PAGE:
Despite these inspiring role models, there is an unbalanced representation of girls/women and boys/men pursuing ICT-related studies and careers. In the European Union, the number of female students aged between 20 and 29 completing STEM-related tertiary studies added up to 26 % in 2015 (compared to 74 % male students). With regard to the labour market, in 2017, women employed as ICT specialists in the European Union only amounted to 17.2 %. Although this number is disappointingly low, what raises even more concern is the fact that it has been decreasing during the last 10 years (i.e. 22.5 % female ICT specialists in 2007). According to a recent European study, the share of women in the digital world progressively decreases along the career path: starting with approximately 25 % as graduates in ICT-related fields and ending with 13 % actually working in digital jobs (data from 2015). In addition, data from the same study indicate that the number of women working in the ICT field tends to decline with age: 4.7 % female ICT professionals are younger than 30 while only 3.2 % are 45 years or older.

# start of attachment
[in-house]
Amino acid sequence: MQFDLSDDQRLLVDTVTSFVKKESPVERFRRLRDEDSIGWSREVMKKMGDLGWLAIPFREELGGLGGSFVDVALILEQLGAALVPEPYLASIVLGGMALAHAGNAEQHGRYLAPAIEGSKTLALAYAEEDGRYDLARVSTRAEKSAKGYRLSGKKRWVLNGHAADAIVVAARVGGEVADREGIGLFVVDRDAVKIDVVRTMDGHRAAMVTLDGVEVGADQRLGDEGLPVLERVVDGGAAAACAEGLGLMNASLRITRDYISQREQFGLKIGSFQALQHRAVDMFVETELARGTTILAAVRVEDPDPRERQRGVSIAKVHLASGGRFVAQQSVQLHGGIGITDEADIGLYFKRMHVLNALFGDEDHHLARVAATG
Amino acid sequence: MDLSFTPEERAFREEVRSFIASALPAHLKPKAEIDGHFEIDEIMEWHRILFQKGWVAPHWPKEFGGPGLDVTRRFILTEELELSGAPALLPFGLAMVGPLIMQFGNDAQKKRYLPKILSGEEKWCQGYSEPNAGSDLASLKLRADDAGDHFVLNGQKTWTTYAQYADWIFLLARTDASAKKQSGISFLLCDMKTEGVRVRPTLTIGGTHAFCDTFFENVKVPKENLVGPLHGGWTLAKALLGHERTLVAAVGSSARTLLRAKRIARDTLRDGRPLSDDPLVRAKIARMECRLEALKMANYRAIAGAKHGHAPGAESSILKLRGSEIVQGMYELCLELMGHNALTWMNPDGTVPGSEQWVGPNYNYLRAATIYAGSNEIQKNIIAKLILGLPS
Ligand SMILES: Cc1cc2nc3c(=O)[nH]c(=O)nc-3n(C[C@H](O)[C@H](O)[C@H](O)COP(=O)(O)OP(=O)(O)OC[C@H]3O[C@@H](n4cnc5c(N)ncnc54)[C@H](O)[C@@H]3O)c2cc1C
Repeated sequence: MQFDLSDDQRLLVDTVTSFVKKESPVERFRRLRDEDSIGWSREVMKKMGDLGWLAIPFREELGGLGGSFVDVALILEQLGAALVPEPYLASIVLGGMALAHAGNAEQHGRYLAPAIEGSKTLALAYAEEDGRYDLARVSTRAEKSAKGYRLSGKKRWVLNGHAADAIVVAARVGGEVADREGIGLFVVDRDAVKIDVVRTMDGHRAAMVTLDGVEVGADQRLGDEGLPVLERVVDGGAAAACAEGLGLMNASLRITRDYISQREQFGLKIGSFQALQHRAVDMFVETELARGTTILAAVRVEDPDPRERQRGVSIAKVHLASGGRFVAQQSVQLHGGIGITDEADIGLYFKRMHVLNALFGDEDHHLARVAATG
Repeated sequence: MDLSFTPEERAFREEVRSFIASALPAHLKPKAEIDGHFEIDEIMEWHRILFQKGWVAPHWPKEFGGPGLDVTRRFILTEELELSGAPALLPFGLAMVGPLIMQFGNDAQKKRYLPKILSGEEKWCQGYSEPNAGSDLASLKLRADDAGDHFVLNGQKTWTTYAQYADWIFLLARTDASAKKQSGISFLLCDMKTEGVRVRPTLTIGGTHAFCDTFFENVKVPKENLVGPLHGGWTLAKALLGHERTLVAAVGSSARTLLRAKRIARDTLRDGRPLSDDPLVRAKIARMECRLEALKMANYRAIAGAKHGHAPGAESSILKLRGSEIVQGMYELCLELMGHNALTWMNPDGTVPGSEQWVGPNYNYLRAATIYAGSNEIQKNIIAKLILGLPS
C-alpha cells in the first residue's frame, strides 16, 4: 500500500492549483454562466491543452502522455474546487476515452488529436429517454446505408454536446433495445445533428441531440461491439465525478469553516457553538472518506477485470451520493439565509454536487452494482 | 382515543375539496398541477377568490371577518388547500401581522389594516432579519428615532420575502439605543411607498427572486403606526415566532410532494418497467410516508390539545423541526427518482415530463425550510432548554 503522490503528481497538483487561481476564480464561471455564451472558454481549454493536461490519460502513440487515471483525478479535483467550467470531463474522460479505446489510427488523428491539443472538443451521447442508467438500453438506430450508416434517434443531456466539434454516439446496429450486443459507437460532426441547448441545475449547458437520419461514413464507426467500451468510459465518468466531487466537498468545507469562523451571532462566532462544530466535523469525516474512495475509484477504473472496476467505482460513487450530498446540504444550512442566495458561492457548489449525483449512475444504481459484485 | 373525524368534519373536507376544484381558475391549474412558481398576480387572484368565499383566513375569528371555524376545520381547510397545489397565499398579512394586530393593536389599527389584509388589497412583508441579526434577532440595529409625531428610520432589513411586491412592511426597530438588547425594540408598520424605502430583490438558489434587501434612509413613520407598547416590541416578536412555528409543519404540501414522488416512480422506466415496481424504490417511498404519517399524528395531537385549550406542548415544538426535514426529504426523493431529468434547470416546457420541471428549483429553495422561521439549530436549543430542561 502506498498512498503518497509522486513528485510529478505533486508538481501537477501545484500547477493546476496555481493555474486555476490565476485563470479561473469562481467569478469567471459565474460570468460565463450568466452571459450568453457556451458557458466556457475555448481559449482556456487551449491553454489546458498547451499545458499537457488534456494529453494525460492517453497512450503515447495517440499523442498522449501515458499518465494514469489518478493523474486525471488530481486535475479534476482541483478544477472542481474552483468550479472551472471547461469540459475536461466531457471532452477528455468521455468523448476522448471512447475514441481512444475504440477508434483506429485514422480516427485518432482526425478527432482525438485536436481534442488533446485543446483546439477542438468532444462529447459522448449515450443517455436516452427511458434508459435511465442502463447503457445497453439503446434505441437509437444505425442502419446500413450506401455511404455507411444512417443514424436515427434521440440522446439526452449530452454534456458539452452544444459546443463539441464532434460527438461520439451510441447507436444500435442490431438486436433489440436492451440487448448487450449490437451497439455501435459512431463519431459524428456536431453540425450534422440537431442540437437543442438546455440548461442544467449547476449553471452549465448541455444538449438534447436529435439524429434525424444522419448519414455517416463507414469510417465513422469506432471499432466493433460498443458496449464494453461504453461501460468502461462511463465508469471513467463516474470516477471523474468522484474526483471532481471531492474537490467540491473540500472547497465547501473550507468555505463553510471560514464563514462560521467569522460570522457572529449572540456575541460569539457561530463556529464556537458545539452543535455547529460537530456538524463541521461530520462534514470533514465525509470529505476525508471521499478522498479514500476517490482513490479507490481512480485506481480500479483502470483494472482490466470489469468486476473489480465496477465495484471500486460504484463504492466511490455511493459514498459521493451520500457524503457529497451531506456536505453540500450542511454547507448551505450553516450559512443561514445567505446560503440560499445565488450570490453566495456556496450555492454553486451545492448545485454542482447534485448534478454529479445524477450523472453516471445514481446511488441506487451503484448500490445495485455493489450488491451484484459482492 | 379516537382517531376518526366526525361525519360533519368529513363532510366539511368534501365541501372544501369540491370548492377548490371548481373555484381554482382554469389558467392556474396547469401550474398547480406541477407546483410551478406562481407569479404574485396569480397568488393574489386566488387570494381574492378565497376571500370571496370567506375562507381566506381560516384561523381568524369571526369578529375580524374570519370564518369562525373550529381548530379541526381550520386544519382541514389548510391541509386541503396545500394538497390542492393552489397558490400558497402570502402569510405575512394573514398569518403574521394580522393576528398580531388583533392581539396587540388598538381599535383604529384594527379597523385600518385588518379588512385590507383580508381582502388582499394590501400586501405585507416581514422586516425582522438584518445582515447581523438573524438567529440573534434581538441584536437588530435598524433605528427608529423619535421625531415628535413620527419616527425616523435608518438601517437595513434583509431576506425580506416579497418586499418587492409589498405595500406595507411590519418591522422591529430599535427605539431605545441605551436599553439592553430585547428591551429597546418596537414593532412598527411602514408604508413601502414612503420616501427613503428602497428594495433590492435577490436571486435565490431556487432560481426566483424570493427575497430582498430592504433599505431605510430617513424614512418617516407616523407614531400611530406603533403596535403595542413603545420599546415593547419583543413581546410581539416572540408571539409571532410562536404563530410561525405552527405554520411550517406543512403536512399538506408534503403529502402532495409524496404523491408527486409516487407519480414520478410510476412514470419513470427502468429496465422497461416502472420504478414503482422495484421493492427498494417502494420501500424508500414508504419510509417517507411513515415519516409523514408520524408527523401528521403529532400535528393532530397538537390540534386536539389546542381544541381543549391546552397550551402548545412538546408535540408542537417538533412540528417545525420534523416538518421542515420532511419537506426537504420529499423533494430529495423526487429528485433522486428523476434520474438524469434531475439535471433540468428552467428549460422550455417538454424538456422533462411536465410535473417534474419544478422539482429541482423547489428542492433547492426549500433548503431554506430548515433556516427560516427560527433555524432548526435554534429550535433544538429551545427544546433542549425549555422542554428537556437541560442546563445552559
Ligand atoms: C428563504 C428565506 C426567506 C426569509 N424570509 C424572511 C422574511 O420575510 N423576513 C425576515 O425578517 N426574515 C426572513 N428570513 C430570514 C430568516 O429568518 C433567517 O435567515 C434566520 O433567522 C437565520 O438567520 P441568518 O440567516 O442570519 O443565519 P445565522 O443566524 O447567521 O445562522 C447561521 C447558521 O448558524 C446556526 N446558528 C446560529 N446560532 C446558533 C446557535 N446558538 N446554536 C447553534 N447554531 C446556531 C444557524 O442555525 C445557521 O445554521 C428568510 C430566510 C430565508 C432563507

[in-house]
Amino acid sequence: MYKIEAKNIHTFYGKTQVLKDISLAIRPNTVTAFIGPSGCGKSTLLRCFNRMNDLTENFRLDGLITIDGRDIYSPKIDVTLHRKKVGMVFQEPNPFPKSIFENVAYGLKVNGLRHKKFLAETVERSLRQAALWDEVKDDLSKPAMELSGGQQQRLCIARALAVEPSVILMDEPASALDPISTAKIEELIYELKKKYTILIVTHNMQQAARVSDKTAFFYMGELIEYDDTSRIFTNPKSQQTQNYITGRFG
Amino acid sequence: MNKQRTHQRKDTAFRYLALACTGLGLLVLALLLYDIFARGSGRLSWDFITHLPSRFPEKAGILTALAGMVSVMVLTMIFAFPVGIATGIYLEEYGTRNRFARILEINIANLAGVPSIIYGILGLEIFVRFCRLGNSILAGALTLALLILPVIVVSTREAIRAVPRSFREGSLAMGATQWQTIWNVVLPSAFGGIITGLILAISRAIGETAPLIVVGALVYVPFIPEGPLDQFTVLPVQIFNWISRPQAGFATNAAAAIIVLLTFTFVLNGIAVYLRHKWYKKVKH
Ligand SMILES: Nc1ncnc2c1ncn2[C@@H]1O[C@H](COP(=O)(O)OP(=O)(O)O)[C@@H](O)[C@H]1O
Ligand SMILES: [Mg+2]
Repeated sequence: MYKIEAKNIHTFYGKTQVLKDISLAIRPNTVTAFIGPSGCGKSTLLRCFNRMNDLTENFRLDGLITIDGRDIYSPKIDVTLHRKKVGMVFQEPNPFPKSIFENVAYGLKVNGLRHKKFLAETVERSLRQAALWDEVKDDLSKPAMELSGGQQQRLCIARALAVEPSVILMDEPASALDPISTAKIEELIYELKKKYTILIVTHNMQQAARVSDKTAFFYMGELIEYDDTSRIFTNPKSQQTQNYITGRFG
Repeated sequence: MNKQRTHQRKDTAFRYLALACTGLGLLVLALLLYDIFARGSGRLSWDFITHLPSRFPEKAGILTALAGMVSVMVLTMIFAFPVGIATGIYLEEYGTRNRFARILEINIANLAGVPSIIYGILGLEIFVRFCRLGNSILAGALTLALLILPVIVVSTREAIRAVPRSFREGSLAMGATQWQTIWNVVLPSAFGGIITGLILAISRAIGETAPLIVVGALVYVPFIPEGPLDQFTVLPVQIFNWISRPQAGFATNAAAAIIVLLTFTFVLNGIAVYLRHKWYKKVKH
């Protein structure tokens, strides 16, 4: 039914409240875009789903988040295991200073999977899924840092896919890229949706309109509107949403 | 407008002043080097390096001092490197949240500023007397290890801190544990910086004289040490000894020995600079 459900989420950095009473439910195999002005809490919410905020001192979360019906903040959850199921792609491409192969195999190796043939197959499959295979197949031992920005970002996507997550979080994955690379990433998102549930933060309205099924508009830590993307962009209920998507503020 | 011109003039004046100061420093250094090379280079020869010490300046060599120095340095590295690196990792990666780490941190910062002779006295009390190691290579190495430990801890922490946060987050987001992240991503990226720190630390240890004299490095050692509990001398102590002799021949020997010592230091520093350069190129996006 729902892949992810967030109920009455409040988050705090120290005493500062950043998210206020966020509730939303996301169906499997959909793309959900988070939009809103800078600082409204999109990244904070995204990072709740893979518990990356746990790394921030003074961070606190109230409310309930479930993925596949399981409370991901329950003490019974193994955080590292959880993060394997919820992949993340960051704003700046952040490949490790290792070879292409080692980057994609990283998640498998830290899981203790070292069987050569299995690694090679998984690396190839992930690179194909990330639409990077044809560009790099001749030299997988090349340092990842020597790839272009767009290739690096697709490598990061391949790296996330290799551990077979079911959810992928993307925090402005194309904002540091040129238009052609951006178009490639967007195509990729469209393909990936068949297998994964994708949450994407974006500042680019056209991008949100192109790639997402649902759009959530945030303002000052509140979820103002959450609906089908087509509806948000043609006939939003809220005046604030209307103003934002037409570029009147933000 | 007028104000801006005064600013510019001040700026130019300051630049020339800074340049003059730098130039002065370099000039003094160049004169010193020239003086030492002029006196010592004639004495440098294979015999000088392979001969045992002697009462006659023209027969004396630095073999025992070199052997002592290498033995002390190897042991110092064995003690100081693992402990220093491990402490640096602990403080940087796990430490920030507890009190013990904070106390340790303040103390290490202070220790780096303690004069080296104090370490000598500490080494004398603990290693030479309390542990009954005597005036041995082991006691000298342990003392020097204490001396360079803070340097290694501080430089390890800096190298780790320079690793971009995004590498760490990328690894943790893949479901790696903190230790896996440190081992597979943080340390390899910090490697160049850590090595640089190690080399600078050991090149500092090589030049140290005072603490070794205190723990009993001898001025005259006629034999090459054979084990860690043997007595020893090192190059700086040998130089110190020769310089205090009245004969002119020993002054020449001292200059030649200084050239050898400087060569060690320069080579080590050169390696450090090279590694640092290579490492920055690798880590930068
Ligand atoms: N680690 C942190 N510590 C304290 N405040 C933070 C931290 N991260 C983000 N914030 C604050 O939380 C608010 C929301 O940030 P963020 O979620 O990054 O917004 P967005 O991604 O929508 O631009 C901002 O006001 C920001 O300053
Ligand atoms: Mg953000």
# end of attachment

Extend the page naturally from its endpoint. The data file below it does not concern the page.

These trends can be difficult to understand in this new digital era in which technology develops at a very fast pace and ICT-related jobs are in high demand. Why are there so few girls and women interested in pursuing these careers? The Study on Women in the Digital Age corroborated some findings from other research and put forward some of the reasons contributing to these concerning trends. Gender stereotypes tend to influence our choices from early stages and throughout our lives. They also affect the way we perceive women and men, their capabilities and what is appropriate (or not) for each sex. In this particular case, gender stereotypes appear to benefit boys and men who choose the ICT field for their studies and professions. The difficulty in reconciling the professional and private life was also highlighted as a negative factor to retain female talent in ICT-related careers. The widely-known phenomenon of the glass ceiling is deeply rooted in the ICT sector (understood as an unrecognised barrier to career progression particularly affecting women and minorities). This may be explained due to unconscious biases in relation to women’s leadership abilities, informal and formal internal policies that block women’s career progression. Finally, the lack of female role models (including leadership positions) seem to perpetuate stereotypes and biases which do not encourage women to pursue ICT-related careers and contribute to a masculinised professional setting.